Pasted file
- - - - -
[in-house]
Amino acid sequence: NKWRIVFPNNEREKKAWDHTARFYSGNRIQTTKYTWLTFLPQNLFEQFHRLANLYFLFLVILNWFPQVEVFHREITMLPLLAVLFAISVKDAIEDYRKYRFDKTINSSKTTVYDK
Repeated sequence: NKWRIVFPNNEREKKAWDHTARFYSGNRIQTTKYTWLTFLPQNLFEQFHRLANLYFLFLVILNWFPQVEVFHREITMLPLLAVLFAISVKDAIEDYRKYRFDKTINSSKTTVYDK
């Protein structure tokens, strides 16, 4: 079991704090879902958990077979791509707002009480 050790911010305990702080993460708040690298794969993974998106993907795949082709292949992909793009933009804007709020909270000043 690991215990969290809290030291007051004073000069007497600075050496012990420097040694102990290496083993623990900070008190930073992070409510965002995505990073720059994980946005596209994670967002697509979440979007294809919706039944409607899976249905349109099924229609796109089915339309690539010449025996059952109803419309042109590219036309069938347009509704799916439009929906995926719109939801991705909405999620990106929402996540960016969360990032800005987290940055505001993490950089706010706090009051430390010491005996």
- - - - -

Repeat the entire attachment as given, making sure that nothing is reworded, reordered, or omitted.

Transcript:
[in-house]
Amino acid sequence: NKWRIVFPNNEREKKAWDHTARFYSGNRIQTTKYTWLTFLPQNLFEQFHRLANLYFLFLVILNWFPQVEVFHREITMLPLLAVLFAISVKDAIEDYRKYRFDKTINSSKTTVYDK
Repeated sequence: NKWRIVFPNNEREKKAWDHTARFYSGNRIQTTKYTWLTFLPQNLFEQFHRLANLYFLFLVILNWFPQVEVFHREITMLPLLAVLFAISVKDAIEDYRKYRFDKTINSSKTTVYDK
């Protein structure tokens, strides 16, 4: 079991704090879902958990077979791509707002009480 050790911010305990702080993460708040690298794969993974998106993907795949082709292949992909793009933009804007709020909270000043 690991215990969290809290030291007051004073000069007497600075050496012990420097040694102990290496083993623990900070008190930073992070409510965002995505990073720059994980946005596209994670967002697509979440979007294809919706039944409607899976249905349109099924229609796109089915339309690539010449025996059952109803419309042109590219036309069938347009509704799916439009929906995926719109939801991705909405999620990106929402996540960016969360990032800005987290940055505001993490950089706010706090009051430390010491005996």